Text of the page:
The nuts and bolts involved testing traditional lecture-based curricula on malaria against an experimental curricula based on games. Pavlyukovskyy worked in a primary school and a secondary school (the American equivalents of elementary and middle schools, respectively), with a control and experimental classroom in each. A baseline measurement was given before and after the education period, assessing their knowledge of disease prevention and recording their own behavior—were the students washing their hands? Using mosquito nets? Dumping out still water?
Pavlyukovskyy made and taught the games, which consisted of activities ranging from bingo to the balloon race. These games were simpler than first planned, as Pavlyukovskyy found conditions in Ghana different than expected.
“Our curriculum initially was going to be very involved, having the kids getting in teams and going around knocking on doors engaging with their community,” said Pavlyukovskyy. “When we got there we realized that wasn’t going to be possible. It was a very small village, and the parents need help on the farms from the kids—they had maybe an hour after school.” The number of translators in each classroom also limited the intricacies of the games.
Additionally, towards the end of Pavlyukovskyy’s summer in Ghana, he came down with a virus which was never diagnosed by Ghanian healthcare providers or those in the U.S. International SOS advised Pavlyukovskyy to evacuate before the end of his research, leaving Elcano to take the reins.
“I actually spent a night in a Ghanaian hospital and I got a lot of antimalarial procedures done,” recalled Pavlyukovskyy. “It was really overcrowded, it’s crazy, you don’t want to go there.”
Elcano performed the final baseline test, which showed a significant increase in malaria knowledge and proper prevention behaviors in primary school students who were taught through games. This increase was not as strong for primary school students with conventional teaching methods. In secondary school students, both games and lecture-based teaching were equally effective.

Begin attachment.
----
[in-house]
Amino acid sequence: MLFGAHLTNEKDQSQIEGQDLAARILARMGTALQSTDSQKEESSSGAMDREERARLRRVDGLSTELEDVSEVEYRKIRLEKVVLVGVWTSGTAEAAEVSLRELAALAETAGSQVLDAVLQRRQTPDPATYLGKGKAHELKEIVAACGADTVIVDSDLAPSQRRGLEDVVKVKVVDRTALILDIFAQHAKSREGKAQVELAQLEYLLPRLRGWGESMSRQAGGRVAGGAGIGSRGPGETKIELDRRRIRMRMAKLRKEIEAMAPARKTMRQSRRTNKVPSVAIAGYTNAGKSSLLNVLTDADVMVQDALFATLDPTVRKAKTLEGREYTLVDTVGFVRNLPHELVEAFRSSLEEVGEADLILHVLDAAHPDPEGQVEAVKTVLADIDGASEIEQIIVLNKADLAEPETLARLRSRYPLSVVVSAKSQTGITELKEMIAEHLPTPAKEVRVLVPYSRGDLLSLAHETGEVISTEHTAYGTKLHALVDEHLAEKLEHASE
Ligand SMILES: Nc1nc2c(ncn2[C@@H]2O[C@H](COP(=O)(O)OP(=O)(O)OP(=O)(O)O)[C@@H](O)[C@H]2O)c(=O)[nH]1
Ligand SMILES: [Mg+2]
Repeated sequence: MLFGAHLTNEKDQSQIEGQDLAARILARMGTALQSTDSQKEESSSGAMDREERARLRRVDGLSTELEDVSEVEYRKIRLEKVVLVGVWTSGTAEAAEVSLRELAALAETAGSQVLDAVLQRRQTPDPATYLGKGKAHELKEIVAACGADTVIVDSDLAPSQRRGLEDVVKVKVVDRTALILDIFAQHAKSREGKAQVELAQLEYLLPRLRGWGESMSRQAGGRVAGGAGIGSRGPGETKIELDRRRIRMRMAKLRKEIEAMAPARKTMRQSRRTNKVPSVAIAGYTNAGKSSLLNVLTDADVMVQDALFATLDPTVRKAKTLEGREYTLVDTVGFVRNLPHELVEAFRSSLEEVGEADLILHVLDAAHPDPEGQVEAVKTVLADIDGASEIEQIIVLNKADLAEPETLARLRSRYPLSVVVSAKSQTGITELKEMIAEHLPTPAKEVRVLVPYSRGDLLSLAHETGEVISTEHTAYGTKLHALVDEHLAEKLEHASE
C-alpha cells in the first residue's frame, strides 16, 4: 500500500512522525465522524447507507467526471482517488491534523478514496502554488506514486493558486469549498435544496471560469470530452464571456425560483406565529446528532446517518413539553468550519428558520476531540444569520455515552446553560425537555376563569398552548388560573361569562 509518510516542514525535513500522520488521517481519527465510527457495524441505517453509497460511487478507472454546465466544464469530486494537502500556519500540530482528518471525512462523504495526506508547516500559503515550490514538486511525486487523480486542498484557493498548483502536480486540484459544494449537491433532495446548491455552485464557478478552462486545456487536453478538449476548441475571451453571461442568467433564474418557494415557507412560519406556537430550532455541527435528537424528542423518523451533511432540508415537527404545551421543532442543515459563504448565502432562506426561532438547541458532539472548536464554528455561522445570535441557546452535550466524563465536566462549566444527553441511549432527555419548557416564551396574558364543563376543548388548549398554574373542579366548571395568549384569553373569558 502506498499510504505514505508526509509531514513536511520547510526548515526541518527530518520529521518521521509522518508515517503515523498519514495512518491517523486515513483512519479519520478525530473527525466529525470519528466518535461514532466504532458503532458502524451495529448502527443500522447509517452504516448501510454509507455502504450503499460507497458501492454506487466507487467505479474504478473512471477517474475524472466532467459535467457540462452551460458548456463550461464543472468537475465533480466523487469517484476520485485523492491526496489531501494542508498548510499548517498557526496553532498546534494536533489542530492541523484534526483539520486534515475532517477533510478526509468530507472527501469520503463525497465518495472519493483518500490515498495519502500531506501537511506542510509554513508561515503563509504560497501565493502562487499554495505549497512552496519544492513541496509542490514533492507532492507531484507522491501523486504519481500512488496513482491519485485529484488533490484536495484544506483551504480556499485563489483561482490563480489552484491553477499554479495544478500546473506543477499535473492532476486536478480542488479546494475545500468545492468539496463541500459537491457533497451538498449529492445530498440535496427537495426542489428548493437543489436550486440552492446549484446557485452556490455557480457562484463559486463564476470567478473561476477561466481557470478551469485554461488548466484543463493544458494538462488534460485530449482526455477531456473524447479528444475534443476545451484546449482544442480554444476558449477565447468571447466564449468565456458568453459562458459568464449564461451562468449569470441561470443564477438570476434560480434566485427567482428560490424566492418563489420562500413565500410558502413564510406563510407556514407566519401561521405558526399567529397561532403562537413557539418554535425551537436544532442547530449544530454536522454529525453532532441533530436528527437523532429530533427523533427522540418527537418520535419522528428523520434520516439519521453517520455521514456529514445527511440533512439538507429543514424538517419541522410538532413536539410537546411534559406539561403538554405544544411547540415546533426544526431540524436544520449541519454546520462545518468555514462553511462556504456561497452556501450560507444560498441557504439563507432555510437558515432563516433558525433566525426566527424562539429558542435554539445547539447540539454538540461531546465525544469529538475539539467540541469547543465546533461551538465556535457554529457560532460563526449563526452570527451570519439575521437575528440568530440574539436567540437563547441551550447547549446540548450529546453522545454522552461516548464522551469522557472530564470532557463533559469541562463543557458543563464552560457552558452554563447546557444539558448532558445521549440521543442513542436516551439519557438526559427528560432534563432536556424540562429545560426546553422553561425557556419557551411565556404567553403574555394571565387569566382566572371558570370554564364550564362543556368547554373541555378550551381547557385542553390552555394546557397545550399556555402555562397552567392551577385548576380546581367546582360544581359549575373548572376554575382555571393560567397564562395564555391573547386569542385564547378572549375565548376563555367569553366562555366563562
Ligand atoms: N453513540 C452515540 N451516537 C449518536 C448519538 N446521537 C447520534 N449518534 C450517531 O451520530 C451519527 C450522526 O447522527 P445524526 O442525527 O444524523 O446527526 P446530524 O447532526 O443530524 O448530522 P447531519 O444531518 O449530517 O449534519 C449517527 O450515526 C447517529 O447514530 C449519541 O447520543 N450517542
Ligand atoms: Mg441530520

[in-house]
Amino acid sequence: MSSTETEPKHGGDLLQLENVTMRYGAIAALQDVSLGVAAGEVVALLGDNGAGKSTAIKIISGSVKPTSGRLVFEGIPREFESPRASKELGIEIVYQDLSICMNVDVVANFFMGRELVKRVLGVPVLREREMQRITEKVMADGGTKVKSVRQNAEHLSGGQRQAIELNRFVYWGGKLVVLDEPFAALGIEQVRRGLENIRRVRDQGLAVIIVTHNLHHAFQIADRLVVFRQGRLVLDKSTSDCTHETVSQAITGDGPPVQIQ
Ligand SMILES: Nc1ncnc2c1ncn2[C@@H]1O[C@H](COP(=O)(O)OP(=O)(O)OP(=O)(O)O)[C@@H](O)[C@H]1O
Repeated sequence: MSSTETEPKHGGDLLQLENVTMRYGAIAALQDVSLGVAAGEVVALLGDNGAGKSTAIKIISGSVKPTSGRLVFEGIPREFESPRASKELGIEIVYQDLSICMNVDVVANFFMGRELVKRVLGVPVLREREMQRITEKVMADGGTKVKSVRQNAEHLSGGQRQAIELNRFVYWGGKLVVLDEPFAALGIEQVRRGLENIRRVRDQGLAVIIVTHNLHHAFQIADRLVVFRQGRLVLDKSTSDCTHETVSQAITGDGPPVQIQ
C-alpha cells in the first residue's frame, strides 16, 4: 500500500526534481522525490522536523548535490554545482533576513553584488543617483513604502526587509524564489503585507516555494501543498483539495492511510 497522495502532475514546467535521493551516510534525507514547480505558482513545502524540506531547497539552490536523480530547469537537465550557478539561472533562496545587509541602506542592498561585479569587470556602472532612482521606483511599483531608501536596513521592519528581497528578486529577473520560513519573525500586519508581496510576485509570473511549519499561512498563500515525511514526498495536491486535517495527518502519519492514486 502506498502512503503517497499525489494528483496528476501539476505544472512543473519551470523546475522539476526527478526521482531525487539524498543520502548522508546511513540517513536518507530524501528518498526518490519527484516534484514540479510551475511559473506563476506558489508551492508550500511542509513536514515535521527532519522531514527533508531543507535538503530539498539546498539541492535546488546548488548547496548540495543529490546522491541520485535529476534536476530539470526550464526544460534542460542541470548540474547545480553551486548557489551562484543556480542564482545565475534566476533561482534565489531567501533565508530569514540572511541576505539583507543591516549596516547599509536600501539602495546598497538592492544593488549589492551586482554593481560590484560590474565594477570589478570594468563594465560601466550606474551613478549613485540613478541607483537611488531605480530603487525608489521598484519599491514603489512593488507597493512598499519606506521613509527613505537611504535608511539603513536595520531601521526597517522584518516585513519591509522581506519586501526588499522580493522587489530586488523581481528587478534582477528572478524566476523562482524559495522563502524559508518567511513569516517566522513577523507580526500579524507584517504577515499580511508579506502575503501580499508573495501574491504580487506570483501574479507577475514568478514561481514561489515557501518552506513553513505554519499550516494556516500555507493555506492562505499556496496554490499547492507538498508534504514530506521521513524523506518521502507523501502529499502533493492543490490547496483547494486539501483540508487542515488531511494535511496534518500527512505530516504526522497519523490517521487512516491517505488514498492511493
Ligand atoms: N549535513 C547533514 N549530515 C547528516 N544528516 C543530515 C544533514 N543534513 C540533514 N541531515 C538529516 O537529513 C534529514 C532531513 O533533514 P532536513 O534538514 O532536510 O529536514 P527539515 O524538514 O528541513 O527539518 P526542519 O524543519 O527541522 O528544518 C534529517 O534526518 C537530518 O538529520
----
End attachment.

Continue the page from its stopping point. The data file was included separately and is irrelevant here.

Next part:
“For both schools it seems that replacing or at least supplementing the curriculum would be more effective in knowledge transmission, because they are at least as effective as the standard curriculum,” said Pavyukovskyy.
The work, while fascinating, still needs refining before it can cause widespread change to education practices.
“One of the challenges is the short duration of Mark’s project,” said Mahmoud. “I think the most logical thing is to see whether we can persuade the organization Mark worked with or some of the Ghanaian authorities to repeat the study and use it in a couple of different areas and to collect more information about impact and sustainability of the impact.”
Pavlyukovskyy hopes he is able to return to this research in the future, specifically by repeating them in other settings.
“I am interested in potentially working with Jeremy Farrar, who heads the Oxford University Clinical Research Unit,” said Pavlyukovskyy. The OUCRU focuses its efforts primarily in Vietnam. “He has shown interest in this idea, and I will have to explore the details further of implementing the curriculum in Vietnam on infectious disease that are present in Southeast Asia.”
Until then, Pavlyukovskyy will be directing his energies towards his senior thesis and getting into graduate school, knowing that back in Ghana there are at least some children who remember his games and are a bit safer for it.